GET ON UP: REVIEW

get on up

GET ON UP: REVIEW – Mr. James Brown, the Godfather of Soul, the Prime Minister of Funk, gets the kind of musical biopic of which he would have heartily approved.

Eschewing the Hallmark prestige approach to biography of the likes of Ray and Walk the Line, Get On Up starts with a crack-high shotgun toting James Brown (Chadwick Boseman) shuffling into one of his buildings to complain someone’s done a number two in his commode. From that point on the film jumps about in an eclectic, electric and entertaining way, taking as its main inspiration Brown’s own hard hitting and heavy super funk. Sure we see Brown’s no name, dirt poor beginnings. The hunger, abuse and deprivation. But there are no straight lines here, narratively and we leap back and forth, on a trip to Vietnam, a TV show supporting the Rolling Stones and back again to an unconventional rise to fame by a boy who never lets the poverty and suffering infringe on his epic quest to reinvent himself and the world with him.

Boseman is amazing. His performance as Brown is of an individual who is always on stage – insisting on a mannered formality and a third person identification that becomes epic. He struts around as if even when he isn’t on stage the music is in his bones, in his limbs. Likewise his voice is of a man who’s only a yelp or a whisper away from a song. It is testament to Boseman’s prowess as an actor that we manage to glimpse occasionally the interior of a man who has otherwise closed himself off almost entirely. His closest collaborator is Bobby Byrd, played by Nelsan Ellis, the man who bails Brown from jail and gets him on the Chitlin circuit of blues music. In fact, if you want to grasp for some kind of narrative structure, the film could be understood as a troubled bromance, between Brown’s loud genius and Byrd’s quiet enabler.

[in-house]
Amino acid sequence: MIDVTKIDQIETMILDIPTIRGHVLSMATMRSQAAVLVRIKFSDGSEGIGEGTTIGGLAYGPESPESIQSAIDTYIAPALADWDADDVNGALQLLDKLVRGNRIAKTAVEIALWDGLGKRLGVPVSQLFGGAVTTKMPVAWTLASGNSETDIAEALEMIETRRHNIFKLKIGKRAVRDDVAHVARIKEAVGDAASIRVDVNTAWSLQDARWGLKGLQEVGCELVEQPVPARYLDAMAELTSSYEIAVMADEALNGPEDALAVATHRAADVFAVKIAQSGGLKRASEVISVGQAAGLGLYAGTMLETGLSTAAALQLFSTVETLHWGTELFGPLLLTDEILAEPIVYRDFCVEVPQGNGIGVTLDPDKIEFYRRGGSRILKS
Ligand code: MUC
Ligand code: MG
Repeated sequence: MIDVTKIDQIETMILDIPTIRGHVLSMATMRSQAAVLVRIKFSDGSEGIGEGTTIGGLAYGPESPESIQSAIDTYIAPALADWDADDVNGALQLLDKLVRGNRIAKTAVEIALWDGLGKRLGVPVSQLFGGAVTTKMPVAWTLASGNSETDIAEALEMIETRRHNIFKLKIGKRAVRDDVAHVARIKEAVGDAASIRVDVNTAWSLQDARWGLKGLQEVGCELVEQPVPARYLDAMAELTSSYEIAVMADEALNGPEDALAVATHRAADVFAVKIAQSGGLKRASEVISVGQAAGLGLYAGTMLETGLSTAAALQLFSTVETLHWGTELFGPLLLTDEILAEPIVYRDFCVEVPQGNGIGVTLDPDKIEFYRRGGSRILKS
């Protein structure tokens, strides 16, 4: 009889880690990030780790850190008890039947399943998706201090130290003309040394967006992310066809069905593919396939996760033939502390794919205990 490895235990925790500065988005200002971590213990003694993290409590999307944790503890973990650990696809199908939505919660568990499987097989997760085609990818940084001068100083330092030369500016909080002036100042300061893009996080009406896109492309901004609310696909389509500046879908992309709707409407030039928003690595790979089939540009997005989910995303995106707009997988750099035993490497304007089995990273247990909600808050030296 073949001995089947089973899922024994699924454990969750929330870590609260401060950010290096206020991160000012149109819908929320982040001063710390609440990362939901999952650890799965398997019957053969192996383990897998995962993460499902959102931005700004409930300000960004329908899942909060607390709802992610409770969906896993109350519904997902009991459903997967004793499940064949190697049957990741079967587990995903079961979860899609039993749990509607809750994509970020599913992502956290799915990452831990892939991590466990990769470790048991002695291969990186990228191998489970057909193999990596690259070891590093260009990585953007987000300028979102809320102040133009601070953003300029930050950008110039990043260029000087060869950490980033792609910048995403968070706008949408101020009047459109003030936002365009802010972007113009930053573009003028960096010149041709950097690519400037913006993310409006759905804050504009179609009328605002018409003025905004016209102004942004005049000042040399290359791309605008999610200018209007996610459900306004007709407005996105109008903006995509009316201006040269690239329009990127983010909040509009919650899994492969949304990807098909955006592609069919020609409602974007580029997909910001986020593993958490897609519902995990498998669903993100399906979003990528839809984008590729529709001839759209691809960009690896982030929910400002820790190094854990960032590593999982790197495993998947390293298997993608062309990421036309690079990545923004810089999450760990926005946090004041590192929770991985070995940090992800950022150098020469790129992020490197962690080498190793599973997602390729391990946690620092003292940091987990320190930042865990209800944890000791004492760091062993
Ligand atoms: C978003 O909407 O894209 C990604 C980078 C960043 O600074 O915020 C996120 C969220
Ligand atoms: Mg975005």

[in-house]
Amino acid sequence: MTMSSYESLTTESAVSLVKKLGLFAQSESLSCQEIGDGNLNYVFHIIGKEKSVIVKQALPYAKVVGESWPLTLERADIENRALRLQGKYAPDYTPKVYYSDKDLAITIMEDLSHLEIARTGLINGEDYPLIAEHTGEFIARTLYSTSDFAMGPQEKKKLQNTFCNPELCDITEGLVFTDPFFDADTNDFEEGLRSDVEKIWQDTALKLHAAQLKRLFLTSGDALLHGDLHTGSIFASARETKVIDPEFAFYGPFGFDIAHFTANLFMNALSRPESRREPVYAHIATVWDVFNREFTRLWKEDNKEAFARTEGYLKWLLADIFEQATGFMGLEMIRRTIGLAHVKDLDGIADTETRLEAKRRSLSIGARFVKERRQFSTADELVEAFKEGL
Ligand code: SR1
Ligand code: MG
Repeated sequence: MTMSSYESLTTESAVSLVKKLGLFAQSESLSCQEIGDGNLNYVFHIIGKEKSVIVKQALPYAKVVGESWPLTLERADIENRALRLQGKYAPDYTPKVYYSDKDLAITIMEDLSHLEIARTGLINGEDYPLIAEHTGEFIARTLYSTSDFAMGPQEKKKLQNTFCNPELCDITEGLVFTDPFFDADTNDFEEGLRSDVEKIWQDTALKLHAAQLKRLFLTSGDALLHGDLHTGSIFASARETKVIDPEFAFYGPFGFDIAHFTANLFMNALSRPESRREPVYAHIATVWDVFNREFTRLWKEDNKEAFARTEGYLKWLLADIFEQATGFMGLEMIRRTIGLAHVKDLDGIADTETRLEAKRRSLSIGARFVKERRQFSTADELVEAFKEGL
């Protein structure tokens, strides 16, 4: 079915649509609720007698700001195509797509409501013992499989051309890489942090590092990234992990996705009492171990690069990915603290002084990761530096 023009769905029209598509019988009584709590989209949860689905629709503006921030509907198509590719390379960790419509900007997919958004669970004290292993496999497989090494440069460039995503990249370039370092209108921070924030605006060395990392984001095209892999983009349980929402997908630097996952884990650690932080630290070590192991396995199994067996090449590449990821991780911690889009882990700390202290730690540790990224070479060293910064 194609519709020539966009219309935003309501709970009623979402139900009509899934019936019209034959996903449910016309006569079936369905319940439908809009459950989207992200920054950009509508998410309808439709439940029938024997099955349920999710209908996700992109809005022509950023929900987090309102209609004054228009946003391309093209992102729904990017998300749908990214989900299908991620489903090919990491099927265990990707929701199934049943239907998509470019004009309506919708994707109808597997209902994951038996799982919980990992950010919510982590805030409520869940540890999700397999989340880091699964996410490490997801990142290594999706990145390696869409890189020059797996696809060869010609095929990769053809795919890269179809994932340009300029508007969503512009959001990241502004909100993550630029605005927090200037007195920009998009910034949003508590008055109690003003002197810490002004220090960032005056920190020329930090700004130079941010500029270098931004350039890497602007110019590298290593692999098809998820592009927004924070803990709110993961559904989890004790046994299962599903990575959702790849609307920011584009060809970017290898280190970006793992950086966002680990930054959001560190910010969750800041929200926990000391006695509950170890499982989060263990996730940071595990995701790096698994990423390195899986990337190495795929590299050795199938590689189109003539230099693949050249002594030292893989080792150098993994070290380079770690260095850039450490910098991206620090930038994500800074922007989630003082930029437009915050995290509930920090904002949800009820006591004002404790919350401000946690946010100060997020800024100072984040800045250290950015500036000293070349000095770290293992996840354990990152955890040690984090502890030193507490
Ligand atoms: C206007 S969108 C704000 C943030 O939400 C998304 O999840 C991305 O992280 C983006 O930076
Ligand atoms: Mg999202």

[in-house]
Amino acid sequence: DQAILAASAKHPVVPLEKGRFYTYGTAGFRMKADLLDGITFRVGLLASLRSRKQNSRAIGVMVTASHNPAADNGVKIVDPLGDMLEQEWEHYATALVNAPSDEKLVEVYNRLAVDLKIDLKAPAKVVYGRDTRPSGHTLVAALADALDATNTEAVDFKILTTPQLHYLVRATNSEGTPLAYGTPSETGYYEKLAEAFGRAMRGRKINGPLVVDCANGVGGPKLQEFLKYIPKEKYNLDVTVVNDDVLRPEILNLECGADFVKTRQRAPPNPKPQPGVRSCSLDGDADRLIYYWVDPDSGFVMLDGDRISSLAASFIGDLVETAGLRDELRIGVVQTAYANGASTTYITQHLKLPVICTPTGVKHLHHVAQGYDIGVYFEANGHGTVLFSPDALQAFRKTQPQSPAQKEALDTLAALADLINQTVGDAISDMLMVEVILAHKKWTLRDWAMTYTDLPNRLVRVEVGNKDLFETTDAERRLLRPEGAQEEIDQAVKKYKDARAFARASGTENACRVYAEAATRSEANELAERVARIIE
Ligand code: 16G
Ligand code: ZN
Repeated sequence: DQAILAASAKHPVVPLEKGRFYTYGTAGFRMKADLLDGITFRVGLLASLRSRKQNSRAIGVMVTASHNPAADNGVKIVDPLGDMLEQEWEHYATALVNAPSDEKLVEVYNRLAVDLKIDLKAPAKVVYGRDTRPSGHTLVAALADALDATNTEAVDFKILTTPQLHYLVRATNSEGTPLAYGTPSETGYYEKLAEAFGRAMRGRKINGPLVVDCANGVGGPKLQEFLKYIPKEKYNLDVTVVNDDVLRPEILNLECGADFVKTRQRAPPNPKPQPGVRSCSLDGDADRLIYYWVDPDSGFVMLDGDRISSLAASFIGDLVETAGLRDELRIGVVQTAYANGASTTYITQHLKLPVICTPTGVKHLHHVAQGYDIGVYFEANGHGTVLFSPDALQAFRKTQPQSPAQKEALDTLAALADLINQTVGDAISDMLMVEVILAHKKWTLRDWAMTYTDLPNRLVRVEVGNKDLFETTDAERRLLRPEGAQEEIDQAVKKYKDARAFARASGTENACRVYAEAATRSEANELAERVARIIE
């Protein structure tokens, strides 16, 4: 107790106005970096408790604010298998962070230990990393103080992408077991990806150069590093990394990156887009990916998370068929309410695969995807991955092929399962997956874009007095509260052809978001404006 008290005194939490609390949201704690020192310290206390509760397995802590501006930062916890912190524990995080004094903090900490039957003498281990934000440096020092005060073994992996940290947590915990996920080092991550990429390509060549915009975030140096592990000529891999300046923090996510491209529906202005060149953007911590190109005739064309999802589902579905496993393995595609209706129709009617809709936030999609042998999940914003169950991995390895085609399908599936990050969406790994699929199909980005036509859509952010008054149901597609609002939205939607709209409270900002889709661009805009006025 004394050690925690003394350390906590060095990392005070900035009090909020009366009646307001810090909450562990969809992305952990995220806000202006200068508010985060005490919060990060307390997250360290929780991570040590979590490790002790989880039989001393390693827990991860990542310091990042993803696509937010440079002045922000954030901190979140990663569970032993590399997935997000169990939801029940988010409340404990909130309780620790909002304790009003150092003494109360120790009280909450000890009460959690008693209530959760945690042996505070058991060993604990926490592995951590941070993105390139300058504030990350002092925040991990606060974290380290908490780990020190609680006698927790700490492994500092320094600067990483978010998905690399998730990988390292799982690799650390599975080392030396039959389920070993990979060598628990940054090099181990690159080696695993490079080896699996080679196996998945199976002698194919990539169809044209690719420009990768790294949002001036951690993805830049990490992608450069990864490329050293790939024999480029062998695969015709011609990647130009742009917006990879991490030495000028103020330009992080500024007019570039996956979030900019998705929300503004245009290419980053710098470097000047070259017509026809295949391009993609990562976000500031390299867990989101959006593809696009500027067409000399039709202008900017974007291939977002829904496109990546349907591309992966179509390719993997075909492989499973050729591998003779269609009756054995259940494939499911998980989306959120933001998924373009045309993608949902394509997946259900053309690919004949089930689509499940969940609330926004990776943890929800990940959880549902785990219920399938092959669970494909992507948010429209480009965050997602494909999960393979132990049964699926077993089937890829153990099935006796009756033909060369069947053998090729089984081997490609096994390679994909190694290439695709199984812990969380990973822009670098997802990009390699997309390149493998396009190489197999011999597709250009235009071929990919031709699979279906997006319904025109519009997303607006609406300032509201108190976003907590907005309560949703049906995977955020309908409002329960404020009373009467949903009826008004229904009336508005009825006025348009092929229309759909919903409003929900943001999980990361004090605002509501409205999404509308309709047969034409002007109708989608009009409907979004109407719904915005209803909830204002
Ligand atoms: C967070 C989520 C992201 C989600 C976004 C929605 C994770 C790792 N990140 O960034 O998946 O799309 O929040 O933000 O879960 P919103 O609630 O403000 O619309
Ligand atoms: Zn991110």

Winter’s Bone and The Help  director Tate Taylor’s direction is colorful and inspired, with some lovely surreal moments. The music is given ample screen time and the performances are magically transposed to the screen. How this film failed to pick up an actor’s Oscar nomination is already baffling, but the technical aplomb of the movie also deserves some award love. Jez  and John-Henry Butterworth’s screenplay is both eloquent and snappy, full of humor, but also – like its subject – not eschewing the dark side of an essentially troubled man.

Not for a while has the bag seemed so brand new.

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